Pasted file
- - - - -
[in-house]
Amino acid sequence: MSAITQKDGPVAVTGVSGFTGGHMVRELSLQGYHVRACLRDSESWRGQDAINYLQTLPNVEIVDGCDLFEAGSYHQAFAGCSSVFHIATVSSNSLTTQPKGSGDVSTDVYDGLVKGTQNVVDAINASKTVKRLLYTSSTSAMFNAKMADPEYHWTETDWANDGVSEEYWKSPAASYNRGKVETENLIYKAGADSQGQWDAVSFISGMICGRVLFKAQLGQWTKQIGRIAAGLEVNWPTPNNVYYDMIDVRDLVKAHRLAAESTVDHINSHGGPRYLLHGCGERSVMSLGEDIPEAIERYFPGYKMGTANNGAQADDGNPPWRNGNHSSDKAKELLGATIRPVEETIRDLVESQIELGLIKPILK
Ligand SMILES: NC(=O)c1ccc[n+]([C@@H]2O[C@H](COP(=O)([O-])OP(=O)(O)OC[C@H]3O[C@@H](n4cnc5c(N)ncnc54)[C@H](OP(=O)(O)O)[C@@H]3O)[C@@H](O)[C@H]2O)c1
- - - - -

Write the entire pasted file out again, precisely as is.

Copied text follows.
[in-house]
Amino acid sequence: MSAITQKDGPVAVTGVSGFTGGHMVRELSLQGYHVRACLRDSESWRGQDAINYLQTLPNVEIVDGCDLFEAGSYHQAFAGCSSVFHIATVSSNSLTTQPKGSGDVSTDVYDGLVKGTQNVVDAINASKTVKRLLYTSSTSAMFNAKMADPEYHWTETDWANDGVSEEYWKSPAASYNRGKVETENLIYKAGADSQGQWDAVSFISGMICGRVLFKAQLGQWTKQIGRIAAGLEVNWPTPNNVYYDMIDVRDLVKAHRLAAESTVDHINSHGGPRYLLHGCGERSVMSLGEDIPEAIERYFPGYKMGTANNGAQADDGNPPWRNGNHSSDKAKELLGATIRPVEETIRDLVESQIELGLIKPILK
Ligand SMILES: NC(=O)c1ccc[n+]([C@@H]2O[C@H](COP(=O)([O-])OP(=O)(O)OC[C@H]3O[C@@H](n4cnc5c(N)ncnc54)[C@H](OP(=O)(O)O)[C@@H]3O)[C@@H](O)[C@H]2O)c1